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Polonium Traces Found in Germany

HAMBURG, Germany -- German prosecutors opened an investigation Sunday into a Russian associate of the murdered former KGB agent Alexander Litvinenko after finding traces of the radioactive substance polonium in properties he used in Hamburg.

The German chapter in the Litvinenko mystery opened the same day the widow of the slain man went public for the first time, in the British media, with her thoughts about the murder.

Russian businessman Dmitry Kovtun, who met Litvinenko in London on the day he fell ill, is being investigated on suspicion of illegally handling radioactive material, Hamburg's Chief Prosecutor Martin Kohnke said at a news conference.

There was "a reasonable basis for suspicion that he may not just be a victim but could also be a perpetrator," Kohnke said.

Litvinenko died Nov. 23 after receiving a lethal dose of polonium-210. In a statement released after his death, he accused President Vladimir Putin of killing him.

The Kremlin has denied involvement in the case that has spawned conspiracy theories, revived memories of Cold War spying and strained relations between Russia and Britain.

German officials found traces of radiation in a flat belonging to Kovtun's ex-wife in the northern city of Hamburg and in a house in Pinneberg, in the northern German state of Schleswig-Holstein, that belongs to Kovtun's former mother-in-law.

Radiation experts said Sunday that they were 95 percent certain that the traces had come from the radioactive isotope polonium-210. Final tests were needed to confirm this.

No actual source of radiation was found during the searches of the Hamburg properties; police have stressed that there is no risk to the population of the town.

Hamburg's Police Chief Werner Jantosch said there was no indication that the case had its roots in the city.

The plane on which Kovtun traveled to London on the day he met Litvinenko was also checked. No radiation was found.

Kovtun, who says Litvinenko was the middleman in one of his business deals, is now in a hospital in Moscow.

There have been conflicting reports as to why he was hospitalized.

Another important contact of Litvinenko's, Mario Scaramella, was given a clean bill of health on Saturday, one week after he was hospitalized in Britain by doctors who had found a "significant quantity" of polonium-210 in his body.

The Italian had met Litvinenko at a London sushi bar on the same day that Kovtun later drank with the former KGB agent during a 30-minute meeting at a hotel bar.

Meanwhile, Litvinenko's widow, Marina, in interviews with two Sunday newspapers and one television station, recalled the final hours of her husband, whom she called Sasha.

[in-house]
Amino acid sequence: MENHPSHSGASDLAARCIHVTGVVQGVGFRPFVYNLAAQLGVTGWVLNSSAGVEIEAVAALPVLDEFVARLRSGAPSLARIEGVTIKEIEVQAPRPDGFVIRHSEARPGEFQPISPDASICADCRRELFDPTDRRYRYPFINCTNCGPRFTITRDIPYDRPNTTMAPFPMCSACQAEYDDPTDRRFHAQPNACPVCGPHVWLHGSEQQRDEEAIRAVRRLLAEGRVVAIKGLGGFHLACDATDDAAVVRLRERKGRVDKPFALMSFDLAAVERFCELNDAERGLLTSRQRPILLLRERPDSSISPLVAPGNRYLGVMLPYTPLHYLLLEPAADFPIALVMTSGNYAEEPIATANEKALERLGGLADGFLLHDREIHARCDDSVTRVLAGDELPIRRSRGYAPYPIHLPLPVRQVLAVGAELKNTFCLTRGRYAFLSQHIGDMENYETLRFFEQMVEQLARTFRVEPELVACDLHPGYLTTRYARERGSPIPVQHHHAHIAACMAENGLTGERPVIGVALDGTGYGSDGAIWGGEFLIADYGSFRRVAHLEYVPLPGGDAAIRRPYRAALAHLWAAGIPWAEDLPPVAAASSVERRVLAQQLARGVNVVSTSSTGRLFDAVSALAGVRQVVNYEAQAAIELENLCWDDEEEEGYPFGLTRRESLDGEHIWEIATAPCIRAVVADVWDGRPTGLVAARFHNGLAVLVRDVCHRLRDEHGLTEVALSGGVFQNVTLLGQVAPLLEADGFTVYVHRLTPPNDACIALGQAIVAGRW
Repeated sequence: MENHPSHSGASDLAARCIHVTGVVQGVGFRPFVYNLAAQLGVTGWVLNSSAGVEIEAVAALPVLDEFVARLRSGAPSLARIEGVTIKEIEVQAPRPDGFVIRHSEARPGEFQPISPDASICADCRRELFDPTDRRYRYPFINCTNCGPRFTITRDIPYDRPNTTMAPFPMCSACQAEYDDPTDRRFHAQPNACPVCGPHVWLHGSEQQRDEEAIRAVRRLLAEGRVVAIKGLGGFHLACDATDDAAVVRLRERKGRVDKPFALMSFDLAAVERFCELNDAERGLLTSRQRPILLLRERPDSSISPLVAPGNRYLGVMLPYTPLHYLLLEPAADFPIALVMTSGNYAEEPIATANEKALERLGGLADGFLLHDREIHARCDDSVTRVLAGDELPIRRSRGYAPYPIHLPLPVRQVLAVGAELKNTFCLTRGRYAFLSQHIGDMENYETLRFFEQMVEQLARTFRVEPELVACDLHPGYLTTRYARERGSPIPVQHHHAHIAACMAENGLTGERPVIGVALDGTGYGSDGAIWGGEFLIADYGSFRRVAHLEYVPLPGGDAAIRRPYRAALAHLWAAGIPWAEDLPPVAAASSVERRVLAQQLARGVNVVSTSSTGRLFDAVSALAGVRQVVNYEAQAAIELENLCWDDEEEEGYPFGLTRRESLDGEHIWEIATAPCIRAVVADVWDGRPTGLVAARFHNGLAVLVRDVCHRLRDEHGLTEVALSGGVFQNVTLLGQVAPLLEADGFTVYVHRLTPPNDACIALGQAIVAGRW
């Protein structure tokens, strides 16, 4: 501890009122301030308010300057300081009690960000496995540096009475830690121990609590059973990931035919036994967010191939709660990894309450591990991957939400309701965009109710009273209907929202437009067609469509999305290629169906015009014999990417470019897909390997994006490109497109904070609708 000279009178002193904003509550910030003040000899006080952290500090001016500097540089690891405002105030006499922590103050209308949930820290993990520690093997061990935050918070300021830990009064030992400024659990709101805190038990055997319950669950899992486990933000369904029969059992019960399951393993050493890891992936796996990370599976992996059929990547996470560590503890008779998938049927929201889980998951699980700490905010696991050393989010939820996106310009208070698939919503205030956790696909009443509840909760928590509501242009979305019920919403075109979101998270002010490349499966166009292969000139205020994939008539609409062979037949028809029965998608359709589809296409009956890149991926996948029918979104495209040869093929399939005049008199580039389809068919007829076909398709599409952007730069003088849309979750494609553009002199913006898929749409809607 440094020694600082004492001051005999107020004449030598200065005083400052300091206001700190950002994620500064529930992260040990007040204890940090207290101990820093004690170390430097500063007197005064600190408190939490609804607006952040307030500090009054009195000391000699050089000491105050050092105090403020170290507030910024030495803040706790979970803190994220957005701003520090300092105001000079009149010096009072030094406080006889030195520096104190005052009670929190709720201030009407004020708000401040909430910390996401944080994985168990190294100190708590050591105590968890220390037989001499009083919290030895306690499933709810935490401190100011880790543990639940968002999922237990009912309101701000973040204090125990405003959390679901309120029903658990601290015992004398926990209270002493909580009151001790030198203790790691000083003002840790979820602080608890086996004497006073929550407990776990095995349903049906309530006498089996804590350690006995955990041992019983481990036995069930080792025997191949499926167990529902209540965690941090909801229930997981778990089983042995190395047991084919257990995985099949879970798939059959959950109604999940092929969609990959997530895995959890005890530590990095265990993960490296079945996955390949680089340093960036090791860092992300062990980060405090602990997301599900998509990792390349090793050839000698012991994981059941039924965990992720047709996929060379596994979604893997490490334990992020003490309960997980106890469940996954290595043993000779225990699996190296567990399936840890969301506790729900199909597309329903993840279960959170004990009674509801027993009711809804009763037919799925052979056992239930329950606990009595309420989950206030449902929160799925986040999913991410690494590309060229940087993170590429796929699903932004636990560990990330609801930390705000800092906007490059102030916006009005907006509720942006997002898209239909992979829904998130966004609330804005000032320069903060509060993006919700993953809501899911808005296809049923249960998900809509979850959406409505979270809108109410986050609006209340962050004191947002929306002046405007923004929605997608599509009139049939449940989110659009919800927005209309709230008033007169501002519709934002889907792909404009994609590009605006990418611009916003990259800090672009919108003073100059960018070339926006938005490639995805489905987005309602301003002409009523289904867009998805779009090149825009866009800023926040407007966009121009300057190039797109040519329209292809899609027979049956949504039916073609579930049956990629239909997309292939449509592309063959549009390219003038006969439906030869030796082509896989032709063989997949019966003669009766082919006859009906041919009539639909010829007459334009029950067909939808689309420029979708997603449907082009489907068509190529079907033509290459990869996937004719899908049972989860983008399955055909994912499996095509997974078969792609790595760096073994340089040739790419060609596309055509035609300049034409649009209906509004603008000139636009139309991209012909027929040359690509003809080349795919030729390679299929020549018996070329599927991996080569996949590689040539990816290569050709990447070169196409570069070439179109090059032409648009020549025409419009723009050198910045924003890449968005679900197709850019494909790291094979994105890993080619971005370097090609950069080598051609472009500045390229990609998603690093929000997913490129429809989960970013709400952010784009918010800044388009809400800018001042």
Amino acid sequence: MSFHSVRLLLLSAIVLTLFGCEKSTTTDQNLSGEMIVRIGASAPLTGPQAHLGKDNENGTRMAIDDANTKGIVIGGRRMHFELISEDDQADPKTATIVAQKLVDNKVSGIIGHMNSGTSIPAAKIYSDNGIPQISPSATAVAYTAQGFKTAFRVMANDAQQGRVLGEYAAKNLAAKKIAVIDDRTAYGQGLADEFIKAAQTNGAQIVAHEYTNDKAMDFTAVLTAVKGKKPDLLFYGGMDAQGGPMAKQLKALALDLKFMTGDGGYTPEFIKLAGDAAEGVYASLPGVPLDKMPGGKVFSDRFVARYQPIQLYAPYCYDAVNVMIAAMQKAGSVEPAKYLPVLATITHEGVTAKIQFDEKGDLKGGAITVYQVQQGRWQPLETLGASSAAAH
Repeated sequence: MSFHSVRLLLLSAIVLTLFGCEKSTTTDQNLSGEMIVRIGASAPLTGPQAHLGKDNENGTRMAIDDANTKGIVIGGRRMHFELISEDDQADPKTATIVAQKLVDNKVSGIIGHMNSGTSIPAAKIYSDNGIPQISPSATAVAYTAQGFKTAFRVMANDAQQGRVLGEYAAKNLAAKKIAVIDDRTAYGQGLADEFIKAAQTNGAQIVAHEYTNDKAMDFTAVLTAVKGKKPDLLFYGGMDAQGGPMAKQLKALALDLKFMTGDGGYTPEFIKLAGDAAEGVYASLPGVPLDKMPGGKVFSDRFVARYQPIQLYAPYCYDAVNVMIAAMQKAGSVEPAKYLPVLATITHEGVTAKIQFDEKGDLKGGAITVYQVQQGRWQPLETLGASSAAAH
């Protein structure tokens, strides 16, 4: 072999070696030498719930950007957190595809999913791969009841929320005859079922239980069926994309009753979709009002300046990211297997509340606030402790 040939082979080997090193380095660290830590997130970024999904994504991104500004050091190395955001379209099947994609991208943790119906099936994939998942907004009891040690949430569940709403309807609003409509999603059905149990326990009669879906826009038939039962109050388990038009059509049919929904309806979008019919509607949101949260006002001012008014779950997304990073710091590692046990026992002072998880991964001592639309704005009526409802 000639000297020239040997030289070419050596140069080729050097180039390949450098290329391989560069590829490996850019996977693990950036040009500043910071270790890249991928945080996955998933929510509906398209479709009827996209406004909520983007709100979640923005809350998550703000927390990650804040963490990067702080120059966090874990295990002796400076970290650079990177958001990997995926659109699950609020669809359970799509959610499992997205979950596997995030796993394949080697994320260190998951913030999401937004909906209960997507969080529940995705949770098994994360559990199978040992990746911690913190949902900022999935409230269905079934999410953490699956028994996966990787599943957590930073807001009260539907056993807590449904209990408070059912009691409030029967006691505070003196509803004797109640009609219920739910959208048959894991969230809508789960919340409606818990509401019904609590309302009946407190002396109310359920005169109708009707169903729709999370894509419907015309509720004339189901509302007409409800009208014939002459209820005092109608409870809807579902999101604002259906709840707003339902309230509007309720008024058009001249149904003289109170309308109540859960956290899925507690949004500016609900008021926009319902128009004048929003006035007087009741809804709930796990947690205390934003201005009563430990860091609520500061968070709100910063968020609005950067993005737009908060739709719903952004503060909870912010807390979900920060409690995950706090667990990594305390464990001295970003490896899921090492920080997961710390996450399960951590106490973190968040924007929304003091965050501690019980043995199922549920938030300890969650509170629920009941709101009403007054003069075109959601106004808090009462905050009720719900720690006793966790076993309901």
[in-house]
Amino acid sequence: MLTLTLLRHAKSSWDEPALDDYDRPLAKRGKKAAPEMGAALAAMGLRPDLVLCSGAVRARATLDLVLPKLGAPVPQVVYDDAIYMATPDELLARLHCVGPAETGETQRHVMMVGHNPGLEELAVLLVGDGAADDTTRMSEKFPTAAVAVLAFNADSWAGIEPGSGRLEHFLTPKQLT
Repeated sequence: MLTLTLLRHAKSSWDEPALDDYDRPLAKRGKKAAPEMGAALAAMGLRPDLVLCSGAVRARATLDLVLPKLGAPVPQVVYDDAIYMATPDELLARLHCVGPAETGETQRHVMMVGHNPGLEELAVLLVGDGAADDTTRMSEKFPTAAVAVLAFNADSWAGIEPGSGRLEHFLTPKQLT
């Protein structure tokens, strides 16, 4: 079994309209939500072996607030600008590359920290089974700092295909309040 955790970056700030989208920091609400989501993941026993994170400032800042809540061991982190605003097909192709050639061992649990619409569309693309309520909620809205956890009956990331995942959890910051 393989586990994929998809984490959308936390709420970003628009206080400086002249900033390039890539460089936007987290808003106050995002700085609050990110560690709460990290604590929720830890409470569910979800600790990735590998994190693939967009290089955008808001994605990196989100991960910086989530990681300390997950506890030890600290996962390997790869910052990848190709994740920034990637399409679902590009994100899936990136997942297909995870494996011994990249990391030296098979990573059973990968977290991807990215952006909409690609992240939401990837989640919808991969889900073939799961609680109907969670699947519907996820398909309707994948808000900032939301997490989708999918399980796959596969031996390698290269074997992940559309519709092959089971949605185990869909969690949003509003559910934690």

"Obviously it was not Putin himself, of course not," she said in an interview published in The Mail on Sunday.

"But what Putin does around him in Russia makes it possible to kill a British person on British soil. I believe that it could have been the Russian authorities."

Litvinenko said her husband, who had also worked for the Federal Security Service, or FSB, was not a spy but an investigator who focused on organized crime.

She stressed that it was his public criticism of the Russian authorities that likely had irritated his former colleagues at the security services.

"Sasha was a person who openly went out from the system and accused the system of killing people, of kidnapping," she told Sky News television. The system never forgives you for this; it doesn't matter whether what he said was true, just that he openly said it, she said.

Her husband -- who recently had become a British citizen -- felt safe in London, Marina Litvinenko said, and did not worry about reprisals from the Russian authorities.

"Sasha never felt he was a target for that," she told The Sunday Times. "Of course, he wondered about other people, but not about himself. ... But he was absolutely -- no, I can't say absolutely -- but he wasn't sure he was a target for them."

In the interviews, Marina Litvinenko also relived her husband's final hours and said the day he fell ill had been a special one for the couple. It was Nov. 1, the anniversary of the day they came to Britain.

"He began complaining that he felt sick. Then he vomited. I thought that would be it, but he did it again and again, about every 25 minutes," Marina Litvinenko told The Mail.

Also on Sunday, relatives and contacts of Alexander Litvinenko agreed to meet with Russian detectives probing his death in Britain -- if their safety were guaranteed, a family friend said.

"If it is important for the British as a way to get access to the witnesses in Moscow they would agree to speak to the Russians on two conditions," Litvinenko's friend Alexander Goldfarb said. Goldfarb added that he had spoken by telephone with two Litvinenko associates and Marina Litvinenko.

"First, that it is not on the grounds of the Russian embassy ... and second, that the British assure them they [the Russian police] have been checked for the presence of radioactivity or other tricky substances or devices," he said.


(The Moscow Times 11.xii.06)

 
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